Here was a woman, on her knees, low to the ground hoping for some donations from those in line waiting to enter the Notre Dame Cathedral. She is literally passed by dozens of people. The symbolism killed me. She has “fallen” and “become lower” and is in between and at the mercy of  those “standing upright”: 

I moved around a bit and tried to widen my view and catch more of the interaction that was happening around her. In this image below, I was struck by the little girl walking with her mother and the proximity that their hands have to the begging woman in the composition. There was the innocence of that girl’s youth in contrast to the reality of poverty, something I hope that young girl never experiences. In addition, look to the upper left of the frame. There is a young woman, smiling and enjoying a day at Notre Dame with her friends or family, and yards away a woman begs on her knees: 

My intention is not to preach. “Shame on these people for not…” No. I was simply trying to document and tell the truth. I wanted to show the state of the moment and the truths of our humanity. Does this sort of thing not happen everywhere? Whether the beggar in question is authentic or not, do we not look away, not notice, look elsewhere and turn a blind eye to those on the street in need? 

This place and this moment in particular made the disparity of the condition visible. Paris. Notre Dame. The joys of recreation and freedom of travel were in stark contrast to a moment of need. People look at their cell phones and cameras, and interact with their friends and family and consciously or subconsciously miss the woman on the ground:  

I would move around looking for other vantage points and after a few moments, the woman would change her position as well. I came to the following image. It  left a great impression and would inspire a driving thought for my own psyche and the theme/title for this blog post.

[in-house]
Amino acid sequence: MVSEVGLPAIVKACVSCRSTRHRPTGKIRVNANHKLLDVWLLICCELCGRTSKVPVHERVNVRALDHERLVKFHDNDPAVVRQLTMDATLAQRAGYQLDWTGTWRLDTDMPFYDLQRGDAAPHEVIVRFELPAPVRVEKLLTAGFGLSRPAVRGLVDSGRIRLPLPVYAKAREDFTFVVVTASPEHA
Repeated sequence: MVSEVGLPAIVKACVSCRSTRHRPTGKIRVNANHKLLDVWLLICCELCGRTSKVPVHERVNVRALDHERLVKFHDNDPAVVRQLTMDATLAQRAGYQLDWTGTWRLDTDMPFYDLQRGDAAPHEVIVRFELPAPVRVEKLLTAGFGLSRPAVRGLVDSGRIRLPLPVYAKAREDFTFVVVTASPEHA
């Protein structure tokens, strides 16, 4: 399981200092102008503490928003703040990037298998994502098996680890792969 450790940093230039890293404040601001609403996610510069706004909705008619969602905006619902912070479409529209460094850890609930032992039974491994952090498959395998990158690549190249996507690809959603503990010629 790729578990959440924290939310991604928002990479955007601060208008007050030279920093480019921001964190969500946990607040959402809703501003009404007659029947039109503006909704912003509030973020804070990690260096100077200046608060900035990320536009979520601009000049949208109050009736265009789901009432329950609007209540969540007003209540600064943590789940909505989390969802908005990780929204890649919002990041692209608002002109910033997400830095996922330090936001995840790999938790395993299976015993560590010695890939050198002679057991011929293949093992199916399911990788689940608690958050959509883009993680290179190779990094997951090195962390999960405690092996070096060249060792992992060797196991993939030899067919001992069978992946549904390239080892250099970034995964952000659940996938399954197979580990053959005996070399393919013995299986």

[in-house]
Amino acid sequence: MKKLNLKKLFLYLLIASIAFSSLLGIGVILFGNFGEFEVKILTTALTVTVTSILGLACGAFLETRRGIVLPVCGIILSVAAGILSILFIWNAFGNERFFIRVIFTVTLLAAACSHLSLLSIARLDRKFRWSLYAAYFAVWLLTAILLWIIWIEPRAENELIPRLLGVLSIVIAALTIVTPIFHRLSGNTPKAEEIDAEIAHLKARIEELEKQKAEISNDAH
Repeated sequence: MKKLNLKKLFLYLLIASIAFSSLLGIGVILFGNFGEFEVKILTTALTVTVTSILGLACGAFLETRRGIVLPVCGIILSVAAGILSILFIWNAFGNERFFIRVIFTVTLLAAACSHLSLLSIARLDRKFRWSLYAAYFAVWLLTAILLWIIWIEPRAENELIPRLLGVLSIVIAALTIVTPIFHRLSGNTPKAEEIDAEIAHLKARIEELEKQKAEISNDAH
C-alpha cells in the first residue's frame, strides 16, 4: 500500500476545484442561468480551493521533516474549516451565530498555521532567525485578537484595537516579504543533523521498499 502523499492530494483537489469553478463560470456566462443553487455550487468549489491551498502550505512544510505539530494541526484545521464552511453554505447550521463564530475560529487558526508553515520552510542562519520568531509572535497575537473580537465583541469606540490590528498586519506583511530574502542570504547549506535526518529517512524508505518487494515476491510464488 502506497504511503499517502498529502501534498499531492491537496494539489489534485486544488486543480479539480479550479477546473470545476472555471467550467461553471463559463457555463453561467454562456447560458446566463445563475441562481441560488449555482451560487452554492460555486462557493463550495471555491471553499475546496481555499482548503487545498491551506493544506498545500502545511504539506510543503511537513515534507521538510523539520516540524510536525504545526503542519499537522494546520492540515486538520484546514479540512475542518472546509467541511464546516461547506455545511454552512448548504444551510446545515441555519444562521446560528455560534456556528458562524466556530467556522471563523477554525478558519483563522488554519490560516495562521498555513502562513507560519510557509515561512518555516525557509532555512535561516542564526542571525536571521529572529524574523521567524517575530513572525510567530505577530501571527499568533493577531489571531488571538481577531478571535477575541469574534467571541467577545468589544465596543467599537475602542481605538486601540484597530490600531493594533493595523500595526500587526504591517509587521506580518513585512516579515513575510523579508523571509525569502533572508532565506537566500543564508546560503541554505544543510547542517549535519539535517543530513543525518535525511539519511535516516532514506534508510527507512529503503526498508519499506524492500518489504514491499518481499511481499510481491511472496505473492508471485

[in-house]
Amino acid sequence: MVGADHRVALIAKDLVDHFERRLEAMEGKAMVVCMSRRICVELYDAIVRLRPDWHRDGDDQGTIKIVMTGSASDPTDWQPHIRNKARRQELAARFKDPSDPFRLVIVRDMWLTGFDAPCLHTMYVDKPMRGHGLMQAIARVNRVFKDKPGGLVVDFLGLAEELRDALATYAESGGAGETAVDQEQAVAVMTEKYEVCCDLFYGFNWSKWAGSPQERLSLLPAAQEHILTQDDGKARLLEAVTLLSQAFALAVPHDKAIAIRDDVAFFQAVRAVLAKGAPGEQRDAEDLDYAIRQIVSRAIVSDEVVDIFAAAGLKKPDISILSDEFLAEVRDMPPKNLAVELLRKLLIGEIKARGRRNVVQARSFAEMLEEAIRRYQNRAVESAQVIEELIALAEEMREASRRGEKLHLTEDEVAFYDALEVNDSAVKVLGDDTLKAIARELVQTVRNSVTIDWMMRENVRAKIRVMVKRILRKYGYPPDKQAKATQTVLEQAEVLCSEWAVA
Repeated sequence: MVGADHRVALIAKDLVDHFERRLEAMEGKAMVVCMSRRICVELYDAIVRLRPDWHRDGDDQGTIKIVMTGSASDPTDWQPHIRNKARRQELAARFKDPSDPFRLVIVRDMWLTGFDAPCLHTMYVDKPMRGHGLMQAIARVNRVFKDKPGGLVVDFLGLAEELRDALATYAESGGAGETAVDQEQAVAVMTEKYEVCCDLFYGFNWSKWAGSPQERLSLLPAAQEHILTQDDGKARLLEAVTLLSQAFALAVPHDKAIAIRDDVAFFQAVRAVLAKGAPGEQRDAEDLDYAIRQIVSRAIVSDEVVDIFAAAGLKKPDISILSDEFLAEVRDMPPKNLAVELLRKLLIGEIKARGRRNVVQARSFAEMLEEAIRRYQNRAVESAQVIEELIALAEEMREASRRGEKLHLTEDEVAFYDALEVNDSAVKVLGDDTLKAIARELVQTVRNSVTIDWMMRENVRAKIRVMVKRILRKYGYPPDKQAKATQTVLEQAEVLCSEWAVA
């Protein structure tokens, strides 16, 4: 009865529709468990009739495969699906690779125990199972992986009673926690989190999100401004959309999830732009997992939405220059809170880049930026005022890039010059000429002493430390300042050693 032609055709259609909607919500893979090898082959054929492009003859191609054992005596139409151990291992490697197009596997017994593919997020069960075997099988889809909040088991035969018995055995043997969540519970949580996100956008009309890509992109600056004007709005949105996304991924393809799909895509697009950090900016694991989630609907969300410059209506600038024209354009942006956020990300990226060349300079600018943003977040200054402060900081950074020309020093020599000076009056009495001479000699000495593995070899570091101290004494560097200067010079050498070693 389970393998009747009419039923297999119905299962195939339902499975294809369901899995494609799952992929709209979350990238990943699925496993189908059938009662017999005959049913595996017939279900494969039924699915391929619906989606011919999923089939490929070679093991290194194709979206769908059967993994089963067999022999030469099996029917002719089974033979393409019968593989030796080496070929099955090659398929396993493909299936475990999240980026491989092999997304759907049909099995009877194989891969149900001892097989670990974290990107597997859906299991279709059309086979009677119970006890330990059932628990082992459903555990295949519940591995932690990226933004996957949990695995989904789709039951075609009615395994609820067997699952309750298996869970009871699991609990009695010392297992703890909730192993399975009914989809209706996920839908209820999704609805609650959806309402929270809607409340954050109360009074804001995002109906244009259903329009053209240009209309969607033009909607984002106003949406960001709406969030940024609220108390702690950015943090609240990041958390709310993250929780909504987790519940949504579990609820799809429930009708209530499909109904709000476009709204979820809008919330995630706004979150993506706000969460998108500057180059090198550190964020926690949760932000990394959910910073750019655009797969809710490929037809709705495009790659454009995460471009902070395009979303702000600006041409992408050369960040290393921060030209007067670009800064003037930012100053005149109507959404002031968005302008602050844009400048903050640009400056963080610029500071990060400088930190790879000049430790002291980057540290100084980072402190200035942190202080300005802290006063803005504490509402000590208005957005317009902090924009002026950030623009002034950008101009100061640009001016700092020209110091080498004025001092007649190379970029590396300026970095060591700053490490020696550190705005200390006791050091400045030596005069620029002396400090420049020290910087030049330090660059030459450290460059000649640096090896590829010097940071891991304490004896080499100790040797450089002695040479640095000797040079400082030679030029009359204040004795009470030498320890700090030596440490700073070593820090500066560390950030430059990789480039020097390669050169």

Again, tourists were passing the woman and I intentionally waited and composed her as a figure between the people: 

I stood and looked to the LCD of my Nikon and reviewed the image. The first thing that struck me were the faces of the two people directly to the left of the woman. Looking upward, towards the Cathedral. Then I scanned it more and noticed the woman on the far right of the frame. She was looking to her cell phone and was holding a small tote bag. Printed on the bag were the words, “It could happen to you.” 

How fragile is your life? Is anything a guarantee? Some of us, maybe most of us, are fortunate to have family and friends that would never allow us to end up in a circumstance where we would be forced to beg for money on the street. But who knows? Sickness, an accident, a fallout with a loved one, a natural disaster, acts of war or terror, the economy, businesses and corporations go under…At least once in life, we will all encounter a moment that’s larger than us. We will face something that’s outside of our control and that rocks the foundation of the “good life” we have built for ourselves. How fragile is your life? How many moments or unfortunate events are you away from becoming her? From being in that position? 

It was in this moment that I realized and became incredibly thankful for my life and being able to stay in orbit. First, I am a believer and always rely on faith. Though there have been trying moments where I was not sure how God was going to work it out, He always has, and I always have a roof over my head. But outside of that, I became thankful for my family who has kept me, when I was in difficult situations, and for friends that I know would give me a place to stay, if, heaven forbid, things became that dire. 

After reviewing the image, I walked over to the woman and placed a few euro in her cup. She nodded and gestured “thank you.” I decided it was time to embrace waiting in line to enter the Cathedral, but I could not seem to shake the experience. As I waited in the line and looked ahead, I noticed that there was another woman in the area doing the same as the first: kneeling and hoping for the charity of a tourist. I stepped outside of the line in order to capture her image: 

Thankfully, those behind me in line saw what I was doing, and they were gracious enough to let me retake my place in line. As we shuffled forward, I kept watching her. Suddenly, a young girl stepped out from her place in line to drop a few coins in her cup. Almost as quickly, I stepped out of line again to capture an image of the moment: